Matt: That’s awesome. So I heard you say something interesting about your use case, that you guys moved originally off of Redis onto Cassandra; that’s obviously a memory based offering. What was the motivation behind that move?

 

Rick: For the first use case mentioned above for our backend, we moved off of a Redis master/slave replication setup; it was just too costly to have that. We moved from having everything in memory, with very large instances, to just putting everything on disks; when you really don’t need to read that often, it works fine having it on disks. Implementing Cassandra cut our costs to the point where we were paying around a quarter of what we were paying before. Not only that but it also freed us to just throw data at the cluster because it was much more scalable and we could add nodes whenever needed.  Especially when you’re going from an unsharded setup to a sharded setup, it can be a pain; you basically get that for free with Cassandra, where you don’t have to go through the painful process of sharding your data.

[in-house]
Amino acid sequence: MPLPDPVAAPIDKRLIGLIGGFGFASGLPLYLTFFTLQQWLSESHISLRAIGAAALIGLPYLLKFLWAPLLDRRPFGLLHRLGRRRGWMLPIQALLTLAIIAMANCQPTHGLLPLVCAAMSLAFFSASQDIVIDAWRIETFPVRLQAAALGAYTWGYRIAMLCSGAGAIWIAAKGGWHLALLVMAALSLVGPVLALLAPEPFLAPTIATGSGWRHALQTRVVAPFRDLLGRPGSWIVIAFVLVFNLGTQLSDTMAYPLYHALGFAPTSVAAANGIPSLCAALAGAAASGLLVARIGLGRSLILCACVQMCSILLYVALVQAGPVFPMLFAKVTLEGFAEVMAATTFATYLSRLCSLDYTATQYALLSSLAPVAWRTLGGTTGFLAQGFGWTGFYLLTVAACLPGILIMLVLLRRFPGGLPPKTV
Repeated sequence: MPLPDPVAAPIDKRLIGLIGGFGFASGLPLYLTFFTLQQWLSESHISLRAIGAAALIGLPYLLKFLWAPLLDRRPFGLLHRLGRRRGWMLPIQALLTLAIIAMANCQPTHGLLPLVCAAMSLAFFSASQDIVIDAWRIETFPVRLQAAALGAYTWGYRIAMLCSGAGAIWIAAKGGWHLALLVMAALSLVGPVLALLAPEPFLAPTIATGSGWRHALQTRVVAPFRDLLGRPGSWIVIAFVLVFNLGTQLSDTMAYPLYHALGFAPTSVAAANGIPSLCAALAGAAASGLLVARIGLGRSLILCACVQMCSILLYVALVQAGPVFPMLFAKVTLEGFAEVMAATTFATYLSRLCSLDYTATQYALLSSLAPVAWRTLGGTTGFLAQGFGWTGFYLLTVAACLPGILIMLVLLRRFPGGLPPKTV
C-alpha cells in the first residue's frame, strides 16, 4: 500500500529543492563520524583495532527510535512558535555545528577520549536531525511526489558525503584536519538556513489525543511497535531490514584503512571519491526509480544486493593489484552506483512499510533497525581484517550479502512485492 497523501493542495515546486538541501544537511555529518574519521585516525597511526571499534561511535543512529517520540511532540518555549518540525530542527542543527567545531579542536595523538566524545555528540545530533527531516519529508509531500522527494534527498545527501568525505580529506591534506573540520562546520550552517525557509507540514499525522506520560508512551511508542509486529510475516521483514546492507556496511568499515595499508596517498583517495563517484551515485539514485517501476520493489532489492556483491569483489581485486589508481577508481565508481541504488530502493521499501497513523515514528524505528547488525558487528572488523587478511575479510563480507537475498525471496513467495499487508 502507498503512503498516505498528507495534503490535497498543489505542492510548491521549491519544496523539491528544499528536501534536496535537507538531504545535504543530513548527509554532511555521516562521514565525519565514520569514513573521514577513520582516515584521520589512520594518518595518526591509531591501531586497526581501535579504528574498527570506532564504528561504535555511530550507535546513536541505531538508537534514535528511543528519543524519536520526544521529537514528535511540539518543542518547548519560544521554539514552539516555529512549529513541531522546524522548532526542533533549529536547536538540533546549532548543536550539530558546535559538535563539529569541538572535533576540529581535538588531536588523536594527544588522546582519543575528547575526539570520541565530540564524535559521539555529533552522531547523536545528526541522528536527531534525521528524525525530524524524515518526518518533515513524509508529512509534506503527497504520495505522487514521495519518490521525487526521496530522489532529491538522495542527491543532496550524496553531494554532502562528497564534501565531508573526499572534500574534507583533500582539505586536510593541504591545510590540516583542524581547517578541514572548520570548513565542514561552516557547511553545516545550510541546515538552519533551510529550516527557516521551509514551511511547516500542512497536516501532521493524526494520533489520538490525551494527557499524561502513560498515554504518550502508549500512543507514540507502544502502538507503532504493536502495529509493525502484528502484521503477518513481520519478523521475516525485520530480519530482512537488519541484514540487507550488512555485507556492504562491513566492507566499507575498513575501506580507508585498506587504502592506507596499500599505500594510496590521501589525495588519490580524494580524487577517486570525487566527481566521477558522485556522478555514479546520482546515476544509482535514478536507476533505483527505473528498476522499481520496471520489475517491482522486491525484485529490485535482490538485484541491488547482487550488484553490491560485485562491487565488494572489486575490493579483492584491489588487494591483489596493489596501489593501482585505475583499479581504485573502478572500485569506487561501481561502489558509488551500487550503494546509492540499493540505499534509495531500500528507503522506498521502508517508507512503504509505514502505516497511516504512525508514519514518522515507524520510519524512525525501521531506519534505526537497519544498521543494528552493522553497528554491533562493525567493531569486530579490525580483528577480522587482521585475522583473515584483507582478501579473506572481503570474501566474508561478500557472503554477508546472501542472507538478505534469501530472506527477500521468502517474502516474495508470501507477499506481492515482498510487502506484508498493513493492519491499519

The other use case, which we call the “Inbox” use case, the feed was already sharded; it was a 32 node cluster with 16 masters and 16 replicas that were fail-over replicas and, of course, we had to go through all the sharing of things. We noticed that we were running out of space on these machines and they weren’t really consuming a lot of CPU (Redis can be incredibly efficient with CPU) but obviously when you run out of memory… you run out of memory.  

 

It was just more cost effective and easy to operate a Cassandra cluster for this use case, where you don’t need the kind of in-memory level performance. Durability was a big factor as well that Redis didn’t provide effectively; I’ll be touching more about that in my presentation at Cassandra Summit 2013.